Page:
Spotlight on California

by Andrew McAllister, Commissioner, California Energy Commission


Source: State of California Energy Commission

California’s long-standing commitment to the environment has been consistent and creative: we pave the way for the rest of the nation. In his fourth inaugural address in January, California Governor Edmund G. Brown, Jr. continues that leadership for at least the next 15 years, through three bold energy-related commitments: (1) increase to 50 percent (from the current goal of 33 percent by 2020) the portion of our electricity derived from renewable sources; (2) reduce today’s petroleum use in cars and trucks by up to 50 percent; and (3) double the current rate of energy efficiency savings in existing buildings while transitioning to cleaner heating fuels.

At the California Energy Commission we are focused on the last of these goals: energy efficiency in existing buildings. Governor Brown highlighted existing buildings because it is clear that without improving energy performance it will be unnecessarily difficult and expensive to reach our long-term carbon reduction goals.

This year the California Energy Commission celebrates four decades of investments into efficiency programs. Over that period our building and appliance energy efficiency standards have saved Californians well over $100B (yes, Billion) in electricity and natural gas costs. In addition, California ratepayers have invested in energy efficiency programs that have provided over $2 billion in net benefits over just the past nine years.

California also invests extensively—roughly $290M annually—to develop and commercialize new clean energy technologies. These programs have contributed to keeping the state’s rate of growth in energy consumption low relative to the country as a whole. They provide not only funding itself but also the strong, consistent high-level policy signal necessary to move markets forward in ways that impact how we all consume energy.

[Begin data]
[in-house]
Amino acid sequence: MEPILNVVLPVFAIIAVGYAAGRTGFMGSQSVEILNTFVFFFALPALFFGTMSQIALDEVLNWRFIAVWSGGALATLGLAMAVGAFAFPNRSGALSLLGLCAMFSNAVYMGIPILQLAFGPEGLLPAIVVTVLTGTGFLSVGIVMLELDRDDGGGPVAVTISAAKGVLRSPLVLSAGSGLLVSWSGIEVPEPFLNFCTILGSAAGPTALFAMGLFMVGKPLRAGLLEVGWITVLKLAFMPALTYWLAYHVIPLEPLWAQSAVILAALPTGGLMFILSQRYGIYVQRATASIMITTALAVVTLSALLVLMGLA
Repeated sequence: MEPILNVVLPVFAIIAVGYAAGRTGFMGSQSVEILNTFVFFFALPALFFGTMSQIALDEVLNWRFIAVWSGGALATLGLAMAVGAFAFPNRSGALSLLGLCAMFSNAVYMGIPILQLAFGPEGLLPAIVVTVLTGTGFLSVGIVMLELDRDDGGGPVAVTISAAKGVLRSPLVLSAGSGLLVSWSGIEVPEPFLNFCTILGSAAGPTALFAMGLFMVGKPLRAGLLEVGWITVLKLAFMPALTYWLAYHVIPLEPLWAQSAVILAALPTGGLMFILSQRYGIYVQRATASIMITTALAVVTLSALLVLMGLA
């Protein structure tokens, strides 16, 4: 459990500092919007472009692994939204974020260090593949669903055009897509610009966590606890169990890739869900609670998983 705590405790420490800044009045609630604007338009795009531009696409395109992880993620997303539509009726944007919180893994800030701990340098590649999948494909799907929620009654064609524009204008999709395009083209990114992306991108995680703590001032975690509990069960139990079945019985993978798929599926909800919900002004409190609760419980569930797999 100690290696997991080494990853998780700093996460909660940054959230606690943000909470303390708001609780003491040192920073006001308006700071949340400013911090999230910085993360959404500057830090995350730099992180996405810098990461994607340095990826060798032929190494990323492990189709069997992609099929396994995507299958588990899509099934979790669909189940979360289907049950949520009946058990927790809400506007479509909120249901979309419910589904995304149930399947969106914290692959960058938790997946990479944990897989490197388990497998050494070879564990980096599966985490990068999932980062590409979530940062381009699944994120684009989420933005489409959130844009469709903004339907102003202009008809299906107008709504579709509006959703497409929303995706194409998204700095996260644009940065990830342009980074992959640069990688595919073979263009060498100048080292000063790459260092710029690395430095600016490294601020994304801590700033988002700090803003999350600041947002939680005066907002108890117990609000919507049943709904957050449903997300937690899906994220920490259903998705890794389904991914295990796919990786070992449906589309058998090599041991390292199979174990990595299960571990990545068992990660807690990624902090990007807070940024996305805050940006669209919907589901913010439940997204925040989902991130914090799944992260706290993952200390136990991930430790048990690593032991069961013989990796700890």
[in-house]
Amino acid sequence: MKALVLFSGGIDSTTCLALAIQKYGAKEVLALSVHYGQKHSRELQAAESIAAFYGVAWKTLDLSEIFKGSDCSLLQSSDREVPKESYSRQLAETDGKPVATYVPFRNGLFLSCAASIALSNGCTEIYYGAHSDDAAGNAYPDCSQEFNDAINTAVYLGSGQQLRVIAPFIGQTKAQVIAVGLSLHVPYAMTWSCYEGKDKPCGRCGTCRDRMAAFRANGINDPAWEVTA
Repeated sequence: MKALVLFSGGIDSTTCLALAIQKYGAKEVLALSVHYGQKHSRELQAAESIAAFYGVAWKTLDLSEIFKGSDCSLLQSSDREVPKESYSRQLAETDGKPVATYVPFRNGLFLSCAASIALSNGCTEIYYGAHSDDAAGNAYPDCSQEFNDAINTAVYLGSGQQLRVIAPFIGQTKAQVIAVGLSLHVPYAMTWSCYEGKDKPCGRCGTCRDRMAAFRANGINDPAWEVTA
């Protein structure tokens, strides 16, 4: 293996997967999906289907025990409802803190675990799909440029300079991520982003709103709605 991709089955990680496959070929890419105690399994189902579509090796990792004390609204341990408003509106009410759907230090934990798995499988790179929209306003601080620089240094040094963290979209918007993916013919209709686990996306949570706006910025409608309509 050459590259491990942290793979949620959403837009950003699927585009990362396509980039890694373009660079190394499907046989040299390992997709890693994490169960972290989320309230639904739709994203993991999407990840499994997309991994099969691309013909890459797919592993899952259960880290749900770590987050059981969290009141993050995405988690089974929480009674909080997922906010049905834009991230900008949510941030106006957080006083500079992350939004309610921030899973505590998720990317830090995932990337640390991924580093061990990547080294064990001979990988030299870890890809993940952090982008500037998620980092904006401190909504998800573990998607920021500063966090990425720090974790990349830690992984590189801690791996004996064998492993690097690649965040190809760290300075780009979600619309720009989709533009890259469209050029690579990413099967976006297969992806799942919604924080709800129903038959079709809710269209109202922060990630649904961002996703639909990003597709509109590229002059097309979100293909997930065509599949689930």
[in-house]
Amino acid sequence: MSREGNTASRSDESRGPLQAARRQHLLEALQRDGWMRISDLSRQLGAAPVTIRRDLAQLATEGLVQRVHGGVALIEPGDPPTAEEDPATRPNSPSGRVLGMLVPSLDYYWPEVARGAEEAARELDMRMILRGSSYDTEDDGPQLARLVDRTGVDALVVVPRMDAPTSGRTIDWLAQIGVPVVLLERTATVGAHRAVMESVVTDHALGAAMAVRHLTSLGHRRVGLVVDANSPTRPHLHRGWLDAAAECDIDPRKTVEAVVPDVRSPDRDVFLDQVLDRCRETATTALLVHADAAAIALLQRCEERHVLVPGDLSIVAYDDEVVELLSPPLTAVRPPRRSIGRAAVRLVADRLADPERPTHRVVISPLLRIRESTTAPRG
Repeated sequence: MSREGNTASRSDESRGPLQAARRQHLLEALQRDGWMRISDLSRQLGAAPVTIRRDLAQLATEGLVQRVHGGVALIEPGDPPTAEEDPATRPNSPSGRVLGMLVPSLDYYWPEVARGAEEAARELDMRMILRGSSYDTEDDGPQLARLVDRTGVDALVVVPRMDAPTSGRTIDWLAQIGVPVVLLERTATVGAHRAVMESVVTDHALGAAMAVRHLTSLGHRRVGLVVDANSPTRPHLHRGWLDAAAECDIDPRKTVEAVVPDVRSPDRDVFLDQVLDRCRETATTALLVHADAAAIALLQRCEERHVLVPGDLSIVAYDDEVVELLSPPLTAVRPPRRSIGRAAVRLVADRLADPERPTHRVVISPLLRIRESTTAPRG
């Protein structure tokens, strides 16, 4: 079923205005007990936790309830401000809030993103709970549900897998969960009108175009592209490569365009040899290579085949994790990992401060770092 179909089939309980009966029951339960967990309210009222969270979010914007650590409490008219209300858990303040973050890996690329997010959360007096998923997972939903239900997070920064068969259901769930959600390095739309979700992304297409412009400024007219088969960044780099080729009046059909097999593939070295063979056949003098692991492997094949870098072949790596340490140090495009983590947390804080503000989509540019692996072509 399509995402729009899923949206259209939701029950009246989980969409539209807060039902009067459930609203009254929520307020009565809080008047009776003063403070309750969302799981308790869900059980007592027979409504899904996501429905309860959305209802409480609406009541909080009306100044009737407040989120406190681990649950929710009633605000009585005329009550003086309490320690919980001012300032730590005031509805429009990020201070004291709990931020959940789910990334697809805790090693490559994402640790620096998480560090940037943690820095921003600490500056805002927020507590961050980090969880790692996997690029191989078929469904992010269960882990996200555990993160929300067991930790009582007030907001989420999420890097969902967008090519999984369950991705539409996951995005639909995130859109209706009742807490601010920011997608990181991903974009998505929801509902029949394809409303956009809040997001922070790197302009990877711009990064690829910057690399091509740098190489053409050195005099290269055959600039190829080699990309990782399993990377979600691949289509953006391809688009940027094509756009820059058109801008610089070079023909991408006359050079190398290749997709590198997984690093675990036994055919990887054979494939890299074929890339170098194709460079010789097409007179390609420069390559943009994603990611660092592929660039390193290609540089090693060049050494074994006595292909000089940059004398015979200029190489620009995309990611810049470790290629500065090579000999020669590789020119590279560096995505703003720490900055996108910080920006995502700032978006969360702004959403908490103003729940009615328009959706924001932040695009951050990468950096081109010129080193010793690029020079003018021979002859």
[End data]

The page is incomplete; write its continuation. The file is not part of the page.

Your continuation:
Energy efficiency in existing buildings is an important element of an integrated approach to mitigate the impacts of climate change and complement the state’s sustainability efforts. In 2015 the California Energy Commission will release the California Existing Buildings Energy Efficiency (EBEE) Action Plan. Building on past efforts, the Action Plan will outline the goals and strategies of California’s long-term vision to improve buildings and operate their equipment with low energy and greenhouse gas footprints, at a reasonable cost.

Given California’s demographics and energy demand characteristics, it is clear that any successful strategy will need to target not just single-family homes and large commercial facilities, but also multifamily housing and small commercial sectors—much of which are tenant-occupied.

The overarching focus of the Energy Commission’s efforts is to ensure that the conditions exist for market growth in energy efficiency, creating value for a consumer or building owner. To support good energy-related decision making and investment, government leadership is critical. The state should provide clear and consistent policy direction, avoid regulatory or process barriers, and facilitate access to helpful analytical tools and appropriate project financing.